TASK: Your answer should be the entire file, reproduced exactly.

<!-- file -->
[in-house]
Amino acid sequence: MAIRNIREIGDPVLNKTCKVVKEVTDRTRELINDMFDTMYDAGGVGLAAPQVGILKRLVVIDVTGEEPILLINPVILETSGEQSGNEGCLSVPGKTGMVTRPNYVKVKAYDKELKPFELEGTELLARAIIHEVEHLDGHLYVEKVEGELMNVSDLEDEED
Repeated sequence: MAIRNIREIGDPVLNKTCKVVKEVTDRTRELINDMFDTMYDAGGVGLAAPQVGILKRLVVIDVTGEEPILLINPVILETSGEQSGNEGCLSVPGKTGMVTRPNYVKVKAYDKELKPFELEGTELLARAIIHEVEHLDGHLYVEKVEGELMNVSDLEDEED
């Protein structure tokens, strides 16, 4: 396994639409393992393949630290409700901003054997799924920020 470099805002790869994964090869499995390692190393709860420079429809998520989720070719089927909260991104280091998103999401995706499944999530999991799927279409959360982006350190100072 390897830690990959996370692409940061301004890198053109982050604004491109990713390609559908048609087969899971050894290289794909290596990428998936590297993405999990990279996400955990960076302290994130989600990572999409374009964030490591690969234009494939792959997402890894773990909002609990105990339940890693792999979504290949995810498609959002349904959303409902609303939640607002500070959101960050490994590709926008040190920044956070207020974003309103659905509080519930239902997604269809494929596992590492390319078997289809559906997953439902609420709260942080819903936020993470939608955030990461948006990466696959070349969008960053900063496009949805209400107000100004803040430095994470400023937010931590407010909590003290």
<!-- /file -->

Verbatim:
[in-house]
Amino acid sequence: MAIRNIREIGDPVLNKTCKVVKEVTDRTRELINDMFDTMYDAGGVGLAAPQVGILKRLVVIDVTGEEPILLINPVILETSGEQSGNEGCLSVPGKTGMVTRPNYVKVKAYDKELKPFELEGTELLARAIIHEVEHLDGHLYVEKVEGELMNVSDLEDEED
Repeated sequence: MAIRNIREIGDPVLNKTCKVVKEVTDRTRELINDMFDTMYDAGGVGLAAPQVGILKRLVVIDVTGEEPILLINPVILETSGEQSGNEGCLSVPGKTGMVTRPNYVKVKAYDKELKPFELEGTELLARAIIHEVEHLDGHLYVEKVEGELMNVSDLEDEED
């Protein structure tokens, strides 16, 4: 396994639409393992393949630290409700901003054997799924920020 470099805002790869994964090869499995390692190393709860420079429809998520989720070719089927909260991104280091998103999401995706499944999530999991799927279409959360982006350190100072 390897830690990959996370692409940061301004890198053109982050604004491109990713390609559908048609087969899971050894290289794909290596990428998936590297993405999990990279996400955990960076302290994130989600990572999409374009964030490591690969234009494939792959997402890894773990909002609990105990339940890693792999979504290949995810498609959002349904959303409902609303939640607002500070959101960050490994590709926008040190920044956070207020974003309103659905509080519930239902997604269809494929596992590492390319078997289809559906997953439902609420709260942080819903936020993470939608955030990461948006990466696959070349969008960053900063496009949805209400107000100004803040430095994470400023937010931590407010909590003290």